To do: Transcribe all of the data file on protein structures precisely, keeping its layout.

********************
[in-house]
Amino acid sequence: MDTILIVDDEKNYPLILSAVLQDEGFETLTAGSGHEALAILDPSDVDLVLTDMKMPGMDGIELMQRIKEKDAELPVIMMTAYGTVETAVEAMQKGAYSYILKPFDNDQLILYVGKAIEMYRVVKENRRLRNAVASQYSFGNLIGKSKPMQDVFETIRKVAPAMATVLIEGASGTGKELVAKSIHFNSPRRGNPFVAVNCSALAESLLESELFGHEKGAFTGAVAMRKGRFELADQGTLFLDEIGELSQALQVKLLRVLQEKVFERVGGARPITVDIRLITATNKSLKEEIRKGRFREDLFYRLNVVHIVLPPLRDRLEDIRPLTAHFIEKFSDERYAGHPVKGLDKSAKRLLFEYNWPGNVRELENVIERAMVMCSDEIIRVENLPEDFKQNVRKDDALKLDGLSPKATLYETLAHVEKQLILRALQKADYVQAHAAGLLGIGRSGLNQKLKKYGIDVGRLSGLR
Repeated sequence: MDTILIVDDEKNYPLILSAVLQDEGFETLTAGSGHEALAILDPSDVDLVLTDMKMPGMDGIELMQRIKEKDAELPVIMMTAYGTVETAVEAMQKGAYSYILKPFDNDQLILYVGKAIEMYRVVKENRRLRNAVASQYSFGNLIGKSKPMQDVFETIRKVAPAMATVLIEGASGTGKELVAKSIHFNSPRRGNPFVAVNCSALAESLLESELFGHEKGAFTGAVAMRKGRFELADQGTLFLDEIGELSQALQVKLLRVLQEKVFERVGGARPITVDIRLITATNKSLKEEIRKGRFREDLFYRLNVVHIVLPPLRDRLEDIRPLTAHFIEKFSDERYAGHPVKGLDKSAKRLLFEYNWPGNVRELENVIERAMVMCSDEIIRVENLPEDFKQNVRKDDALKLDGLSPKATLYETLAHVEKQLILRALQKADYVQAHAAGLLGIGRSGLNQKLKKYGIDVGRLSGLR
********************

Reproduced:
[in-house]
Amino acid sequence: MDTILIVDDEKNYPLILSAVLQDEGFETLTAGSGHEALAILDPSDVDLVLTDMKMPGMDGIELMQRIKEKDAELPVIMMTAYGTVETAVEAMQKGAYSYILKPFDNDQLILYVGKAIEMYRVVKENRRLRNAVASQYSFGNLIGKSKPMQDVFETIRKVAPAMATVLIEGASGTGKELVAKSIHFNSPRRGNPFVAVNCSALAESLLESELFGHEKGAFTGAVAMRKGRFELADQGTLFLDEIGELSQALQVKLLRVLQEKVFERVGGARPITVDIRLITATNKSLKEEIRKGRFREDLFYRLNVVHIVLPPLRDRLEDIRPLTAHFIEKFSDERYAGHPVKGLDKSAKRLLFEYNWPGNVRELENVIERAMVMCSDEIIRVENLPEDFKQNVRKDDALKLDGLSPKATLYETLAHVEKQLILRALQKADYVQAHAAGLLGIGRSGLNQKLKKYGIDVGRLSGLR
Repeated sequence: MDTILIVDDEKNYPLILSAVLQDEGFETLTAGSGHEALAILDPSDVDLVLTDMKMPGMDGIELMQRIKEKDAELPVIMMTAYGTVETAVEAMQKGAYSYILKPFDNDQLILYVGKAIEMYRVVKENRRLRNAVASQYSFGNLIGKSKPMQDVFETIRKVAPAMATVLIEGASGTGKELVAKSIHFNSPRRGNPFVAVNCSALAESLLESELFGHEKGAFTGAVAMRKGRFELADQGTLFLDEIGELSQALQVKLLRVLQEKVFERVGGARPITVDIRLITATNKSLKEEIRKGRFREDLFYRLNVVHIVLPPLRDRLEDIRPLTAHFIEKFSDERYAGHPVKGLDKSAKRLLFEYNWPGNVRELENVIERAMVMCSDEIIRVENLPEDFKQNVRKDDALKLDGLSPKATLYETLAHVEKQLILRALQKADYVQAHAAGLLGIGRSGLNQKLKKYGIDVGRLSGLR